For the past several weeks we have been part of a group that has been discussing the hurt in our world from the painful ways the American society is engaging in conflict over political, economic, and even theological issues.
As God’s people, we are called to respond to conflict in a way that is remarkably different from the way the world deals with conflict. We certainly didn’t come up with answers to all that we need to know to be civil in our engaging in conflicts, but we did discover ideas that seemed helpful to many of us and may be of help to others.
We began with the fact that conflict is a part of life
“As long as we are on earth, the love that unites us will bring us suffering by our very contact with one another, because this love is the resetting of a Body of broken bones. Even saints cannot live with saints on this earth without some anguish, without some pain at the differences that come between them. It is principally in the suffering and sacrifice that are demanded for people to live together in peace and harmony that love is perfected in us.” Seeds of Contemplation by Thomas Merton
Conflict is not necessarily bad or destructive. We believe conflict provides an opportunity to glorify God, serve other people, and grow to be like Christ. Even when conflict is caused by sin and causes a great deal of stress, God can use it for good.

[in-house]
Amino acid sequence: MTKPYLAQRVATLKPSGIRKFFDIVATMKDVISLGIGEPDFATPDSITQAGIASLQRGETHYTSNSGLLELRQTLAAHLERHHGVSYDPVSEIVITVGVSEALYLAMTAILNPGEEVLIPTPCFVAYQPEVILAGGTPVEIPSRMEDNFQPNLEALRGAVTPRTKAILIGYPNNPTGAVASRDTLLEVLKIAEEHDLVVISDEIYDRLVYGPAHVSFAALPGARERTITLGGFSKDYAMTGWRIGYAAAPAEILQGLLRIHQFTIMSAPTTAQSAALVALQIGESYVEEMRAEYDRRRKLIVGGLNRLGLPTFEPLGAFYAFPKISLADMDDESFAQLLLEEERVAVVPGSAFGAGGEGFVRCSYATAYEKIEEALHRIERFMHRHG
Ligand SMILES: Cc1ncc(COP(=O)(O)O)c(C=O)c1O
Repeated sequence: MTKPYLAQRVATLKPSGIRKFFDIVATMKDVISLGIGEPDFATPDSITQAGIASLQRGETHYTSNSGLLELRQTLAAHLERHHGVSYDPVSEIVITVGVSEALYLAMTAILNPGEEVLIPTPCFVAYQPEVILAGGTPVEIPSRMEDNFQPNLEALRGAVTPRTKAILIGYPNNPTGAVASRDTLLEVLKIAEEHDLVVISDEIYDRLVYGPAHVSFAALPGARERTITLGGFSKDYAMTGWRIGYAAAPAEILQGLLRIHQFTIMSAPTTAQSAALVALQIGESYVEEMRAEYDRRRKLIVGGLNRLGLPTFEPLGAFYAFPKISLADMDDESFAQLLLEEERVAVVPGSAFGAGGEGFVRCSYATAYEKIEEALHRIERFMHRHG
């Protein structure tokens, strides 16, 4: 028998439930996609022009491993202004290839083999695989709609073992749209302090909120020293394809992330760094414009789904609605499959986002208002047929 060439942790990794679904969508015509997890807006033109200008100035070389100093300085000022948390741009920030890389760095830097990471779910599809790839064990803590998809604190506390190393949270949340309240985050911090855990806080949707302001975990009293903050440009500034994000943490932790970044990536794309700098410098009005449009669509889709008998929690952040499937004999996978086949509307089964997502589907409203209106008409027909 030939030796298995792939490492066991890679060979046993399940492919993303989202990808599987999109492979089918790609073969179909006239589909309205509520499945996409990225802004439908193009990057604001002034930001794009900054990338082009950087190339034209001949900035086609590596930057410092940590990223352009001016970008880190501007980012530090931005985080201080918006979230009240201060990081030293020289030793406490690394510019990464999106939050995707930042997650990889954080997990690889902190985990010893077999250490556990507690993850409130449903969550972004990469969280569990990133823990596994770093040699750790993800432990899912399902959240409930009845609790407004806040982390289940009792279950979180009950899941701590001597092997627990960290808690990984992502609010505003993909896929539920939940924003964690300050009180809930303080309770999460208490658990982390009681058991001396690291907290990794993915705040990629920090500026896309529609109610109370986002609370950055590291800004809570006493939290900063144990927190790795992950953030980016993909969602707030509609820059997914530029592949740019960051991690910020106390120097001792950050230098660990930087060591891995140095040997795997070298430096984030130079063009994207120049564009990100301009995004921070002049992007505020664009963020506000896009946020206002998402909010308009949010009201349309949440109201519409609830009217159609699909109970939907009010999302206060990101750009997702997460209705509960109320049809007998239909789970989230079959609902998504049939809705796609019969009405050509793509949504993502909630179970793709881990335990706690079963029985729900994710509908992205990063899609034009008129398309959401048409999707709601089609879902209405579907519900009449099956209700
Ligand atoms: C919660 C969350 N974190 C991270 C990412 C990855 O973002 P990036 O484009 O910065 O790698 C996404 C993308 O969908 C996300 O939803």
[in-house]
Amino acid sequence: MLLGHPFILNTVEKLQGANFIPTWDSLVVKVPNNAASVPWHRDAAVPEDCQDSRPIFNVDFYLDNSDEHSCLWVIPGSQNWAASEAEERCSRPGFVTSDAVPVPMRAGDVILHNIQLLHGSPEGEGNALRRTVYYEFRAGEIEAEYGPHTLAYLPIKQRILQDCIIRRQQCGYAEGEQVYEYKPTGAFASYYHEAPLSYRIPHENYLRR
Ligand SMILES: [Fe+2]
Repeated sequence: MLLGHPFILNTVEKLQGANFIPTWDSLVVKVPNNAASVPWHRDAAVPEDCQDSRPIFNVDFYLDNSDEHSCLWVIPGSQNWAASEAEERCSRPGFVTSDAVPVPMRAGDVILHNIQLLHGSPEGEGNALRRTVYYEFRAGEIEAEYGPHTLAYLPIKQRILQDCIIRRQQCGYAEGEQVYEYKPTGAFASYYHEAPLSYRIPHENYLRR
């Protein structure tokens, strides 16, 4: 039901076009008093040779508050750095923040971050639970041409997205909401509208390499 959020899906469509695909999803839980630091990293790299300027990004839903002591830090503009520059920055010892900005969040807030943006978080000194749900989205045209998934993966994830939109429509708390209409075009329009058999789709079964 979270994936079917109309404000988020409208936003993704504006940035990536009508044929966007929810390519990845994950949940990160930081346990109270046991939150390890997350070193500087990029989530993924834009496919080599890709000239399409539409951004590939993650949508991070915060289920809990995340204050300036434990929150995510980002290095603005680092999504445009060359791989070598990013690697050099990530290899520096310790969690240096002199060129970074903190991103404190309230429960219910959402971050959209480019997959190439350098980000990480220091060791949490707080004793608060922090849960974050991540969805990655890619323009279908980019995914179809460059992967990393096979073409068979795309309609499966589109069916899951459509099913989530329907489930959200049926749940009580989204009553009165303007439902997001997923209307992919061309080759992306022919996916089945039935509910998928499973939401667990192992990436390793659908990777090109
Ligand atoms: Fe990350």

What are some ways that conflict is a positive factor in our relationships?
- It encourages us to open our minds and hearts to new ways of thinking and experiencing life.
- We have an opportunity to know others in depth.
- It can bring light and air to previously hidden problems.
- We learn to love and to trust those with whom we do not agree because of God’s love in us and in them.
Ideas that may help us deal with conflict in ways that deepen our friendships rather than diminish them
Barbara Brown Taylor is clear about one of our issues: “Because church people tend to think they should not fight, most of them are really bad at it.” We need to learn how to “fight” in ways that bring healing to our world.
To learn to fight well—to deal with conflict as God desires—it’s important to begin with Matthew 7:5, “First take the log out of your own eye, and then you will see clearly to take the speck out of your brother’s eye.” as we consider the call to “go and tell your brother his fault” (Matthew 18:15). Jesus doesn’t say “Don’t get the speck out of your brother’s eye,” but rather to examine ourselves first, before we go. There is a major difference between judging a situation and being “judgmental”. One is discerning and the other is showing contempt.